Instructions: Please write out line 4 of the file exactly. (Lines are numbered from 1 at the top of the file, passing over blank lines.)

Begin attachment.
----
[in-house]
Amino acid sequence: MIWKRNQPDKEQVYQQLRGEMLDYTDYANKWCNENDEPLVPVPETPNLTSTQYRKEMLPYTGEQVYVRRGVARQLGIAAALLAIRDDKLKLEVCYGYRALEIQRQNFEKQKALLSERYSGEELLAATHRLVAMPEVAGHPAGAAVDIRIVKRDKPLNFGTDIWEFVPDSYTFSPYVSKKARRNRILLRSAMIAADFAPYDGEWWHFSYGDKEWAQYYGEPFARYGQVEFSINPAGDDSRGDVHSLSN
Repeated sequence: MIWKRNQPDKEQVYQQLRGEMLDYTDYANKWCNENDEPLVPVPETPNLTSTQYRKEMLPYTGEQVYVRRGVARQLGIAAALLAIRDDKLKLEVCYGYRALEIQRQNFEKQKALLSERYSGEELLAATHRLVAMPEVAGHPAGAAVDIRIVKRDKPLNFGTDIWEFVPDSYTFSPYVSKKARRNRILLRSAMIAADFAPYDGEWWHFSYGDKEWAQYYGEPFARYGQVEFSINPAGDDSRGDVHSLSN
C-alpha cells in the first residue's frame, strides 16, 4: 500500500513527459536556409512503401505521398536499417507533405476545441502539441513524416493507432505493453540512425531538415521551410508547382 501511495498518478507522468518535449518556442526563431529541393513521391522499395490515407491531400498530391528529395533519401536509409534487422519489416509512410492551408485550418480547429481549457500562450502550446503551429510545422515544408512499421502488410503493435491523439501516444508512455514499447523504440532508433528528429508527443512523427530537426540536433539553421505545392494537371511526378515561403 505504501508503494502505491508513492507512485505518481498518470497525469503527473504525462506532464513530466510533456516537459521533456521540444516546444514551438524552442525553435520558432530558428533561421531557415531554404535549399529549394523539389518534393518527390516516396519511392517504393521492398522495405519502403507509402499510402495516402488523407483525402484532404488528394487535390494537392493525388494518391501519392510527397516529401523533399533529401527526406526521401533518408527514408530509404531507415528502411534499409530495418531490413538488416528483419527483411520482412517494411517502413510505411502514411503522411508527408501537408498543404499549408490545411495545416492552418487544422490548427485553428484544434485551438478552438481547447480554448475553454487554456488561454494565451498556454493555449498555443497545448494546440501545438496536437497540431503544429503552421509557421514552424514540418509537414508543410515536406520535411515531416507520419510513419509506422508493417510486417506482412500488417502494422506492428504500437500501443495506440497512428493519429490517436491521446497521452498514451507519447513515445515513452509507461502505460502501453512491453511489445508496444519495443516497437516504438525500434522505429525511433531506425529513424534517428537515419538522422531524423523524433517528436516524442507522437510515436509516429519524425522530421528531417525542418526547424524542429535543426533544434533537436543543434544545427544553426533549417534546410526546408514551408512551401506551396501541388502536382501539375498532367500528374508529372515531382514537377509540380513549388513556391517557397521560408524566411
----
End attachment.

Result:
C-alpha cells in the first residue's frame, strides 16, 4: 500500500513527459536556409512503401505521398536499417507533405476545441502539441513524416493507432505493453540512425531538415521551410508547382 501511495498518478507522468518535449518556442526563431529541393513521391522499395490515407491531400498530391528529395533519401536509409534487422519489416509512410492551408485550418480547429481549457500562450502550446503551429510545422515544408512499421502488410503493435491523439501516444508512455514499447523504440532508433528528429508527443512523427530537426540536433539553421505545392494537371511526378515561403 505504501508503494502505491508513492507512485505518481498518470497525469503527473504525462506532464513530466510533456516537459521533456521540444516546444514551438524552442525553435520558432530558428533561421531557415531554404535549399529549394523539389518534393518527390516516396519511392517504393521492398522495405519502403507509402499510402495516402488523407483525402484532404488528394487535390494537392493525388494518391501519392510527397516529401523533399533529401527526406526521401533518408527514408530509404531507415528502411534499409530495418531490413538488416528483419527483411520482412517494411517502413510505411502514411503522411508527408501537408498543404499549408490545411495545416492552418487544422490548427485553428484544434485551438478552438481547447480554448475553454487554456488561454494565451498556454493555449498555443497545448494546440501545438496536437497540431503544429503552421509557421514552424514540418509537414508543410515536406520535411515531416507520419510513419509506422508493417510486417506482412500488417502494422506492428504500437500501443495506440497512428493519429490517436491521446497521452498514451507519447513515445515513452509507461502505460502501453512491453511489445508496444519495443516497437516504438525500434522505429525511433531506425529513424534517428537515419538522422531524423523524433517528436516524442507522437510515436509516429519524425522530421528531417525542418526547424524542429535543426533544434533537436543543434544545427544553426533549417534546410526546408514551408512551401506551396501541388502536382501539375498532367500528374508529372515531382514537377509540380513549388513556391517557397521560408524566411